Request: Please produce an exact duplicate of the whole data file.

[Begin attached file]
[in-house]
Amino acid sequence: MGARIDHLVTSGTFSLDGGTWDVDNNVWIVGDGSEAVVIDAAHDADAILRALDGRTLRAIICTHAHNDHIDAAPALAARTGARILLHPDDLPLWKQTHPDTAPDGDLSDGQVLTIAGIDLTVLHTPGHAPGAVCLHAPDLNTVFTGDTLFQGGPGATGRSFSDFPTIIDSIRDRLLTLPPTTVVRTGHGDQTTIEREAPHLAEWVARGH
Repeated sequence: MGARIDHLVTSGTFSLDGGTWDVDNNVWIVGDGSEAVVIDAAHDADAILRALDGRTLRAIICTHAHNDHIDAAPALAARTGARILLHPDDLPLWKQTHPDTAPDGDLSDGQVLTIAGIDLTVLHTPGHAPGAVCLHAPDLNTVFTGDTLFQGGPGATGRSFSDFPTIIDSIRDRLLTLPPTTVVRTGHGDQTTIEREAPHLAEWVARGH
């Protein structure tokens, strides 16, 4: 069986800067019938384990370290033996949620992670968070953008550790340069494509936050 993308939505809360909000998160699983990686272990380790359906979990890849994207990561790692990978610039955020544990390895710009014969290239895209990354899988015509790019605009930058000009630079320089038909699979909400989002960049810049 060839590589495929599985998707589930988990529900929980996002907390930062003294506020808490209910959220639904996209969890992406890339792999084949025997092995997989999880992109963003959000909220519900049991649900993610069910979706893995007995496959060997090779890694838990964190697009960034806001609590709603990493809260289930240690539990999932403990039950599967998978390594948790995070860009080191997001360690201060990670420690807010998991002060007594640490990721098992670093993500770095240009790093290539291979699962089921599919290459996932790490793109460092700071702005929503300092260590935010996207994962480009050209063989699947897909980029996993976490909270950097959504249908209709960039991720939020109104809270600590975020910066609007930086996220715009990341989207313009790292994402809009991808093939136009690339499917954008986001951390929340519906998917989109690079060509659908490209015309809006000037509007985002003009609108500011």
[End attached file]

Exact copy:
[in-house]
Amino acid sequence: MGARIDHLVTSGTFSLDGGTWDVDNNVWIVGDGSEAVVIDAAHDADAILRALDGRTLRAIICTHAHNDHIDAAPALAARTGARILLHPDDLPLWKQTHPDTAPDGDLSDGQVLTIAGIDLTVLHTPGHAPGAVCLHAPDLNTVFTGDTLFQGGPGATGRSFSDFPTIIDSIRDRLLTLPPTTVVRTGHGDQTTIEREAPHLAEWVARGH
Repeated sequence: MGARIDHLVTSGTFSLDGGTWDVDNNVWIVGDGSEAVVIDAAHDADAILRALDGRTLRAIICTHAHNDHIDAAPALAARTGARILLHPDDLPLWKQTHPDTAPDGDLSDGQVLTIAGIDLTVLHTPGHAPGAVCLHAPDLNTVFTGDTLFQGGPGATGRSFSDFPTIIDSIRDRLLTLPPTTVVRTGHGDQTTIEREAPHLAEWVARGH
């Protein structure tokens, strides 16, 4: 069986800067019938384990370290033996949620992670968070953008550790340069494509936050 993308939505809360909000998160699983990686272990380790359906979990890849994207990561790692990978610039955020544990390895710009014969290239895209990354899988015509790019605009930058000009630079320089038909699979909400989002960049810049 060839590589495929599985998707589930988990529900929980996002907390930062003294506020808490209910959220639904996209969890992406890339792999084949025997092995997989999880992109963003959000909220519900049991649900993610069910979706893995007995496959060997090779890694838990964190697009960034806001609590709603990493809260289930240690539990999932403990039950599967998978390594948790995070860009080191997001360690201060990670420690807010998991002060007594640490990721098992670093993500770095240009790093290539291979699962089921599919290459996932790490793109460092700071702005929503300092260590935010996207994962480009050209063989699947897909980029996993976490909270950097959504249908209709960039991720939020109104809270600590975020910066609007930086996220715009990341989207313009790292994402809009991808093939136009690339499917954008986001951390929340519906998917989109690079060509659908490209015309809006000037509007985002003009609108500011």